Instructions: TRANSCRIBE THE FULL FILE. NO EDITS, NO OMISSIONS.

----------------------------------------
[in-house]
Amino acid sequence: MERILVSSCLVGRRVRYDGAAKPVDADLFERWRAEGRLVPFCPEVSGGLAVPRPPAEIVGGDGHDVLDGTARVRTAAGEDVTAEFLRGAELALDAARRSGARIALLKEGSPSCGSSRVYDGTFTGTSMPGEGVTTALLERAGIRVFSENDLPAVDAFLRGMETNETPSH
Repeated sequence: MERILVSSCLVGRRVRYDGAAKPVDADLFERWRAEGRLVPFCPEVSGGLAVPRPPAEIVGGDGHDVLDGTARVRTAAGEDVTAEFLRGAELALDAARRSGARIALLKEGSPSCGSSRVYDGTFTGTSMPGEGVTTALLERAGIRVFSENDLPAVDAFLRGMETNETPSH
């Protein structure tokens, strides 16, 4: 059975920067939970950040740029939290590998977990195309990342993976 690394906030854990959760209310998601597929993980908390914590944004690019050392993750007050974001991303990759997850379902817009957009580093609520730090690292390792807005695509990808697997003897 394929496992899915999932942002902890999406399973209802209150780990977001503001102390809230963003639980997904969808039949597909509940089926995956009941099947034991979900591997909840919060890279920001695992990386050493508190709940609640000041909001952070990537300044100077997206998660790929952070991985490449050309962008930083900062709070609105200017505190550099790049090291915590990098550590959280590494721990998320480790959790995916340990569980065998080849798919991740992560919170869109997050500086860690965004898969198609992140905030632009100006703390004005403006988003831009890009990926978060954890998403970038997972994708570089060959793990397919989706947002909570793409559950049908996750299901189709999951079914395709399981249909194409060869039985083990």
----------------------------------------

[in-house]
Amino acid sequence: MERILVSSCLVGRRVRYDGAAKPVDADLFERWRAEGRLVPFCPEVSGGLAVPRPPAEIVGGDGHDVLDGTARVRTAAGEDVTAEFLRGAELALDAARRSGARIALLKEGSPSCGSSRVYDGTFTGTSMPGEGVTTALLERAGIRVFSENDLPAVDAFLRGMETNETPSH
Repeated sequence: MERILVSSCLVGRRVRYDGAAKPVDADLFERWRAEGRLVPFCPEVSGGLAVPRPPAEIVGGDGHDVLDGTARVRTAAGEDVTAEFLRGAELALDAARRSGARIALLKEGSPSCGSSRVYDGTFTGTSMPGEGVTTALLERAGIRVFSENDLPAVDAFLRGMETNETPSH
């Protein structure tokens, strides 16, 4: 059975920067939970950040740029939290590998977990195309990342993976 690394906030854990959760209310998601597929993980908390914590944004690019050392993750007050974001991303990759997850379902817009957009580093609520730090690292390792807005695509990808697997003897 394929496992899915999932942002902890999406399973209802209150780990977001503001102390809230963003639980997904969808039949597909509940089926995956009941099947034991979900591997909840919060890279920001695992990386050493508190709940609640000041909001952070990537300044100077997206998660790929952070991985490449050309962008930083900062709070609105200017505190550099790049090291915590990098550590959280590494721990998320480790959790995916340990569980065998080849798919991740992560919170869109997050500086860690965004898969198609992140905030632009100006703390004005403006988003831009890009990926978060954890998403970038997972994708570089060959793990397919989706947002909570793409559950049908996750299901189709999951079914395709399981249909194409060869039985083990």